4. Photo Booth
Every dollar counts! Instead of paying for a photo booth, the paper, and someone to man it (+tip), we are planning on building a back drop out of wood, a lá Pinterest. I know when I’m taking pictures with my friends all we want is a cool back drop with decent lighting!
5. Liquor
One type of beer and one type of wine. That’s it. We don’t drink, our families do. Your guests probably don’t need top shelf liquor. I have also heard of some couples having a quality champagne for themselves while their guests drink a more middle-of-the-road brand.
6. Transportation
We are taking a family friend’s old car! Posting an ad on Craigslist, asking around or getting a friend to drive you that day can save hundreds of dollars! In our case, we have 15 minute drive from the church to the reception site, which will (hopefully) be close enough for our guests to get there without getting horribly lost.
7. Fancy Cooking
We are working with a wonderful catering company to supply steaks, salmon, chicken and the works at our reception. Our reception venue is literally just a barn (no bathrooms, no kitchen), so a big issue was bringing in ovens. We decided to go with foods that can all be cooked on site and on big grills. I know this one won’t apply to all.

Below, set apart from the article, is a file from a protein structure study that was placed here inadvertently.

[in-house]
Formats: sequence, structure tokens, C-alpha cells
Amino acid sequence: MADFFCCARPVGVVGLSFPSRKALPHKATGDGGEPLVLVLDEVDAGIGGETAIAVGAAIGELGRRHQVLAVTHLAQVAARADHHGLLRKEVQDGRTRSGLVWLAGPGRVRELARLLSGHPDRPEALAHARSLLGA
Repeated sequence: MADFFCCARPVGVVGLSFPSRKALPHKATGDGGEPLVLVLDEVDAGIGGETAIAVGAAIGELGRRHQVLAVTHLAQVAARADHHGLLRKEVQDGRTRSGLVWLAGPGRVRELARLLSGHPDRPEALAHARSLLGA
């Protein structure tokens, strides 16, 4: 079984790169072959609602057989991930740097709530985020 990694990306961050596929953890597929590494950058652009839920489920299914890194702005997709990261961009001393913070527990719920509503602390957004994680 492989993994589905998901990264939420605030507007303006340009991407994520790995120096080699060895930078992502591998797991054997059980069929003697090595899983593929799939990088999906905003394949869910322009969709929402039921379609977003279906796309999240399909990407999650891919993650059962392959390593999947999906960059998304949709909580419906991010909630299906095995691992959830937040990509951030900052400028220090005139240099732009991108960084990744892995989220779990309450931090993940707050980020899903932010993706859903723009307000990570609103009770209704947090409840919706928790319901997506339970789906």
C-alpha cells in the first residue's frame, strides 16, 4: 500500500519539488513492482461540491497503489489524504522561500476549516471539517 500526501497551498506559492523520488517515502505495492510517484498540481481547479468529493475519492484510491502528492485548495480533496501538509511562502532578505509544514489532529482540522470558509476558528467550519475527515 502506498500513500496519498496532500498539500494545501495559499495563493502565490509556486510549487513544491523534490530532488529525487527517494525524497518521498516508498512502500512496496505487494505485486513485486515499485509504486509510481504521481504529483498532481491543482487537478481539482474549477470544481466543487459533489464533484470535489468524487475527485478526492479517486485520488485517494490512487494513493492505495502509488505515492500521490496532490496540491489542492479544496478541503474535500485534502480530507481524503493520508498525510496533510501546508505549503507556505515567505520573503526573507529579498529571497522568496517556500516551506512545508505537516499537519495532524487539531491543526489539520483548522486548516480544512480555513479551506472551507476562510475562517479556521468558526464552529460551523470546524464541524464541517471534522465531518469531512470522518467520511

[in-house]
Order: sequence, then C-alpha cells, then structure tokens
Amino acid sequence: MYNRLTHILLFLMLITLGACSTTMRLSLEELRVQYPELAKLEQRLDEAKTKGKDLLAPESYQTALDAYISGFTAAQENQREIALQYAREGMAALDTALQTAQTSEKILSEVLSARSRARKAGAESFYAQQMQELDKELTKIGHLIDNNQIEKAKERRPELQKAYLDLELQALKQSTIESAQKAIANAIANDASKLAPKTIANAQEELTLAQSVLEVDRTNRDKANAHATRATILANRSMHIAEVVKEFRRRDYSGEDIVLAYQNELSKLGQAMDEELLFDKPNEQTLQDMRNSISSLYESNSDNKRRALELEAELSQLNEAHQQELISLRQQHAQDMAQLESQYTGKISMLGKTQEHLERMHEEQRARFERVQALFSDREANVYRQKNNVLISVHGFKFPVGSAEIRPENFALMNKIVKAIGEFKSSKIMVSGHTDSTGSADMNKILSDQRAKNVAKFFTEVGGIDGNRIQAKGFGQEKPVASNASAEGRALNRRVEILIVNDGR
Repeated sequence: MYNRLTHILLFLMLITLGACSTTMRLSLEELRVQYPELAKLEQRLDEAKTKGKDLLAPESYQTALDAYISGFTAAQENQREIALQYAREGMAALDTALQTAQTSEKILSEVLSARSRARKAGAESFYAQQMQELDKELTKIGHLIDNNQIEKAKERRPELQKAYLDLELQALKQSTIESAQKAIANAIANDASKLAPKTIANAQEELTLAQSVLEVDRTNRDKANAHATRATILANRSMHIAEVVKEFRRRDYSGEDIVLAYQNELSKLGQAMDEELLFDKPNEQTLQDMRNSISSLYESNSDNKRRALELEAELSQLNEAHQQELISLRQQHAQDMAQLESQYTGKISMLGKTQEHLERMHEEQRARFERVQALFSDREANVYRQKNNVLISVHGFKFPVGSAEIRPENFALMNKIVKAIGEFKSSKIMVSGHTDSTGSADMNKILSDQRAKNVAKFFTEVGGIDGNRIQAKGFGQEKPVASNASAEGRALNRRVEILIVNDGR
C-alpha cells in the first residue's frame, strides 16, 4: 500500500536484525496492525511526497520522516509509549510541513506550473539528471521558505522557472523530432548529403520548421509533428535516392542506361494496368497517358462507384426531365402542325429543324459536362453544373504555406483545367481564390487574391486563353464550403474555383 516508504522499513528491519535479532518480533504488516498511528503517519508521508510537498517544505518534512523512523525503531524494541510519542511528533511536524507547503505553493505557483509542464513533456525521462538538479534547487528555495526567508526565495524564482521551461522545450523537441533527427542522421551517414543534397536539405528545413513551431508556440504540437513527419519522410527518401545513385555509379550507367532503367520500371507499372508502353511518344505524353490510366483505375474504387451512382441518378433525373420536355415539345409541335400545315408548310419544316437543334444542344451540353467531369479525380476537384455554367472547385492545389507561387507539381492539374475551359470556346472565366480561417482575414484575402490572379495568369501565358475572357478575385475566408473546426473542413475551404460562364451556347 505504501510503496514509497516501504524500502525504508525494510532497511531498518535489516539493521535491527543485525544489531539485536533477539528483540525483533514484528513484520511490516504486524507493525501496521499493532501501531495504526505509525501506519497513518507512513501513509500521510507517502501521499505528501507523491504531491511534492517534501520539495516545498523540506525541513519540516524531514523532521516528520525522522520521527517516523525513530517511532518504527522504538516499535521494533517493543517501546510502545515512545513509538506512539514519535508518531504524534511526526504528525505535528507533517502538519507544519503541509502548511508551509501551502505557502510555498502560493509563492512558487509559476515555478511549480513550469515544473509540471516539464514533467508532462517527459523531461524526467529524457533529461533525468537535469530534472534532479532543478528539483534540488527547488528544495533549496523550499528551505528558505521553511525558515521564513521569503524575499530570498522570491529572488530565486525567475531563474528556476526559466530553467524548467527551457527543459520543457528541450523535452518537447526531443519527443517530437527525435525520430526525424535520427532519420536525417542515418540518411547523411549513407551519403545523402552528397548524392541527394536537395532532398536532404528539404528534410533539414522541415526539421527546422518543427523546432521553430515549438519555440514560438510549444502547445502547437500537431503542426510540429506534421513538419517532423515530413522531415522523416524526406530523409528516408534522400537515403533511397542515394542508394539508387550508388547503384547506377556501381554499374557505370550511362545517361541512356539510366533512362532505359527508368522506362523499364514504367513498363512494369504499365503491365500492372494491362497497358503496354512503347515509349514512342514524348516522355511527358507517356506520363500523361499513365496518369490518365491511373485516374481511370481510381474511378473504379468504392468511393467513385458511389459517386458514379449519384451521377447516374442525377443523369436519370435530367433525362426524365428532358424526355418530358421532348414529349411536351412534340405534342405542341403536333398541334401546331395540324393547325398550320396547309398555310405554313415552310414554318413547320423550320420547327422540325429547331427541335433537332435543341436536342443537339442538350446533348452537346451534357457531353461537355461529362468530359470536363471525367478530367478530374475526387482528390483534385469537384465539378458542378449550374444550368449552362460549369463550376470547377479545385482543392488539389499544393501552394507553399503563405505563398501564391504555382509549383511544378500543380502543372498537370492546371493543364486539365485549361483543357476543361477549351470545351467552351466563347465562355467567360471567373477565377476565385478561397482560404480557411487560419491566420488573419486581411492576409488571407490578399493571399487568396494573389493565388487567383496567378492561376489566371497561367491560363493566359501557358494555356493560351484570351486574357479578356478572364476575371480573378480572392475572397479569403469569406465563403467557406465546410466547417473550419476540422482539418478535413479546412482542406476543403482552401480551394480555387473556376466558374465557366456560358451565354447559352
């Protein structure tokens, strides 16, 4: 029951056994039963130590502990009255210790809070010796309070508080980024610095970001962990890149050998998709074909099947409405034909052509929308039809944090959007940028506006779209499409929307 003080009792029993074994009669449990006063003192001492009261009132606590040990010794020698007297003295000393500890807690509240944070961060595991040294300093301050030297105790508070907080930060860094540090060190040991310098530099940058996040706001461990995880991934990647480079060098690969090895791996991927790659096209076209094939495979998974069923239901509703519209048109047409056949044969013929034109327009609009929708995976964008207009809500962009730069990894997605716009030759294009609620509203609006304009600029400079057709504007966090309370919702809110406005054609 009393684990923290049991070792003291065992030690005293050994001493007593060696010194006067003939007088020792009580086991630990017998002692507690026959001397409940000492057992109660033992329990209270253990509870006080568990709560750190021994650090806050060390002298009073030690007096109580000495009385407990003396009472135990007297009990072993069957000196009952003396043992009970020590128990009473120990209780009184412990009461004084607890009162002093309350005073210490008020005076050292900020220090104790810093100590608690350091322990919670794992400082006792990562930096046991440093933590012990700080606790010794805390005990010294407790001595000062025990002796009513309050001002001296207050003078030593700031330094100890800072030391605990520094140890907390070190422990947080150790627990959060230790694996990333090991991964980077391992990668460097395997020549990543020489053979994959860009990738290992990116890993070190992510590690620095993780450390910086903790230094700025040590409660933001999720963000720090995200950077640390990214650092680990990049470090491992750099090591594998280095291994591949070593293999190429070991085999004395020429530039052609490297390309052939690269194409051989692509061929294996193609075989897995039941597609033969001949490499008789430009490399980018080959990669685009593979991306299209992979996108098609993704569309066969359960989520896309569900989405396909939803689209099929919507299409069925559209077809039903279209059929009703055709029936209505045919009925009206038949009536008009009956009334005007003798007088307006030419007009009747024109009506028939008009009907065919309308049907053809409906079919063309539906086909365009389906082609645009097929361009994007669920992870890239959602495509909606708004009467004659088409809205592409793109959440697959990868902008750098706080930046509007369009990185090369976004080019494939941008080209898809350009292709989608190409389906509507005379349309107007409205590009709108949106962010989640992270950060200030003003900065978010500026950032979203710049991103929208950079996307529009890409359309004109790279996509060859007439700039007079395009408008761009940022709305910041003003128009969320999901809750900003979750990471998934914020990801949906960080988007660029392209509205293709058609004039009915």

pexels-photo-597422
8. Dinner Service
Everyone likes buffets. Save yourself a few thousand dollars and do it. Think of all the tips you won’t have to pay…
9. Large Centerpieces
We are keeping these small and low! These do not need to be over the top or extravagant. Some simple (and cheap) eucalyptus with some tea lights can be surprisingly elegant. I truly believe that less is more here. I hate when I’m at a seated event and I can’t see the person across from me due to flowers.
pexels-photo-395134
10. Calligraphy
My mom has a professional printer at her house and she’s allowing us to borrow it to print on the envelopes for our invitations. I’ve always viewed this as an unnecessary expense.
I’m hoping by cutting out these 10 things we are lessing some of the financial strain and we can take a long, relaxing honeymoon in the Caribbean. Did you cut anything from your wedding budget? Leave a comment below!
O.
Advertisements

3 thoughts on “10 Things We’re Cutting from Our Wedding Budget

  1. These are great things to cut out! My husband and I eloped in Hawaii–we told all our family and friends beforehand, but didn’t invite anyone! I just couldn’t get over how expensive EVERYTHING for a wedding is, and how much time it takes to plan! Kudos to you for doing it your way!

    Like

Leave a Reply

Fill in your details below or click an icon to log in:

WordPress.com Logo

You are commenting using your WordPress.com account. Log Out /  Change )

Google+ photo

You are commenting using your Google+ account. Log Out /  Change )

Twitter picture

You are commenting using your Twitter account. Log Out /  Change )

Facebook photo

You are commenting using your Facebook account. Log Out /  Change )

Connecting to %s